Aim Specialized mutualistic clades may revert and thus increase their autonomy and generalist characteristics. However, our understanding of the drivers that trigger reductions in mutualistic traits and of the consequences for the tolerance of these species to various environmental conditions remains limited. This study investigates the relationship between the environmental niche and the degree of myrmecophily (i.e. the ability to interact with ants) among members of the Lycaenidae.
Location The western Swiss Alps.
Methods We measured the tolerance of Lycaenidae species to low temperatures by comparing observations from a random stratified field sampling with climatic maps. We then compared the species-specific degree of myrmecophily with the species range limits at colder temperatures while controlling for phylogenetic dependence. We further evaluated whether the community-averaged degree of myrmecophily increases with temperature, as would be expected in the case of environmental filters acting on myrmecophilous species.
Results Twenty-nine Lycaenidae species were found during sampling. Ancestral state reconstruction indicated that the 24 species of Polyommatinae displayed both strong myrmecophily and secondary loss of mutualism; these species were used in the subsequent statistical analyses. Species with a higher degree of ant interaction were, on average, more likely to inhabit warmer sites. Species inhabiting the coldest environments displayed little or no interaction with ants.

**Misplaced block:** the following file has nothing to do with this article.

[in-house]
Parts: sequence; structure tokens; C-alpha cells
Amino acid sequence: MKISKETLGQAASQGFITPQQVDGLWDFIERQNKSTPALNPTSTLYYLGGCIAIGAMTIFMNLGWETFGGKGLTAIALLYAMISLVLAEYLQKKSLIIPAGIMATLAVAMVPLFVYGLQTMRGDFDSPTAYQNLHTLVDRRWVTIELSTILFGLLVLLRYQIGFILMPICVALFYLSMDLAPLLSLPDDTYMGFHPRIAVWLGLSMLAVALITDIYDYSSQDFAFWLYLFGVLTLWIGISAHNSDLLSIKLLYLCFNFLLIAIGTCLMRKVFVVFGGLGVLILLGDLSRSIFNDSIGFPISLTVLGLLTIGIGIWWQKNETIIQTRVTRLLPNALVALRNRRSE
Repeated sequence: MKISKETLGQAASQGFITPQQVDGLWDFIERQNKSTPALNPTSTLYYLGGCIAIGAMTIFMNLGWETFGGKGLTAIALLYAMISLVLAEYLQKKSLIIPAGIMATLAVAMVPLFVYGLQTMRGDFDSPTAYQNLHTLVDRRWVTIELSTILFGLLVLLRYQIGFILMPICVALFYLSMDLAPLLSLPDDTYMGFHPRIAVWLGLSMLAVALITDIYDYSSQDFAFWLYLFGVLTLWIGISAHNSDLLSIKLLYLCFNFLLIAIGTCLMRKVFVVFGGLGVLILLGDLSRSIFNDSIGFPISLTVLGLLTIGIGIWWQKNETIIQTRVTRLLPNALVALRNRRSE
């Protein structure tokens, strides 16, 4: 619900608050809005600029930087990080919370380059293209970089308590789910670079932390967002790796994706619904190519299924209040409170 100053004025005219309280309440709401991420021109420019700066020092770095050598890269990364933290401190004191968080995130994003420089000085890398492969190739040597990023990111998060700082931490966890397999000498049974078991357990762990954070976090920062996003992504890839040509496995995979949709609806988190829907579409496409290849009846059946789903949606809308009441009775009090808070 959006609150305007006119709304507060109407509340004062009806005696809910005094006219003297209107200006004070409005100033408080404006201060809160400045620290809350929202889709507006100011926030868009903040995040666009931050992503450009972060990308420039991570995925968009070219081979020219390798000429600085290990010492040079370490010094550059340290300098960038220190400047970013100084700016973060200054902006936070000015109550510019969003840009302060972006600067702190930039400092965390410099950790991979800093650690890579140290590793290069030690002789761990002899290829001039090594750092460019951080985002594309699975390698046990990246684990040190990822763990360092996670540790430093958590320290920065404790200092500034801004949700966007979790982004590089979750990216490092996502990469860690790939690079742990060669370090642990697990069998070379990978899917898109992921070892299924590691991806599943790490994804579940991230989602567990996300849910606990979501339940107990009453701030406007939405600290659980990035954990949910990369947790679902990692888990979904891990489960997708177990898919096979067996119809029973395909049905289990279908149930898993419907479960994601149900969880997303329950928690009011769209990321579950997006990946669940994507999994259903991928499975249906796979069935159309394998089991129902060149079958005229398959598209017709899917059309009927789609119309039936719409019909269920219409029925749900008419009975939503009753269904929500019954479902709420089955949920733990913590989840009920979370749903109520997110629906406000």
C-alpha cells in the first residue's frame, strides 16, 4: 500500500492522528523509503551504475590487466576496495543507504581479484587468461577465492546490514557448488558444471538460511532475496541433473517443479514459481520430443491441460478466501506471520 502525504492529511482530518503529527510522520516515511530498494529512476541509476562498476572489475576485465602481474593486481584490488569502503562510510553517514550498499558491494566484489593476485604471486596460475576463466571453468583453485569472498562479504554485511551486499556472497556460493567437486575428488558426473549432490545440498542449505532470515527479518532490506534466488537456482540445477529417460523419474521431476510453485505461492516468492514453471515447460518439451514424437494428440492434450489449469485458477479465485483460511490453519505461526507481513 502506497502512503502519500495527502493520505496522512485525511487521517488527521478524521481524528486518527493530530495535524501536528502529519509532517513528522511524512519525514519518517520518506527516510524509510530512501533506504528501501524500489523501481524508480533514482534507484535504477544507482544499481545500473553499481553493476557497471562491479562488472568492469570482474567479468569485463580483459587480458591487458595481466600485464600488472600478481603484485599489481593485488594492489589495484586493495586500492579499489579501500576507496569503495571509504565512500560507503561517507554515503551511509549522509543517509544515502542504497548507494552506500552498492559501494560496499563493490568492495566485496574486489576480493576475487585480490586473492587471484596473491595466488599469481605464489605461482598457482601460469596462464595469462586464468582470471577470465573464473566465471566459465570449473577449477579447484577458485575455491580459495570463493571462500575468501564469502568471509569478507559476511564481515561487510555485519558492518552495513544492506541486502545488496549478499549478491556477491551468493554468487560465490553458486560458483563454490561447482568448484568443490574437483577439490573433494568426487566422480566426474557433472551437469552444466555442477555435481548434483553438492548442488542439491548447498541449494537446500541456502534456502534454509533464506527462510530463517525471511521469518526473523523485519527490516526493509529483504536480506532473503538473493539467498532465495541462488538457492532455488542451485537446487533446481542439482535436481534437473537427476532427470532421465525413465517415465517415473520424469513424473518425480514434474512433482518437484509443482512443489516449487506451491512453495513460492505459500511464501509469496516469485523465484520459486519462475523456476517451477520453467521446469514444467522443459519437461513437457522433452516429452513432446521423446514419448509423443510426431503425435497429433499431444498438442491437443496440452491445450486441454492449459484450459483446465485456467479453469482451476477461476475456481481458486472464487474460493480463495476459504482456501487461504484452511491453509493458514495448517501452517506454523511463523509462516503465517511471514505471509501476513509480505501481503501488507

Main conclusions Colder climates at high elevations filter out species with a high degree of myrmecophily and may have been the direct evolutionary force that promoted the loss of mutualism. A larger taxon sampling across the Holarctic may help to distinguish between the ecological and evolutionary effects of climate.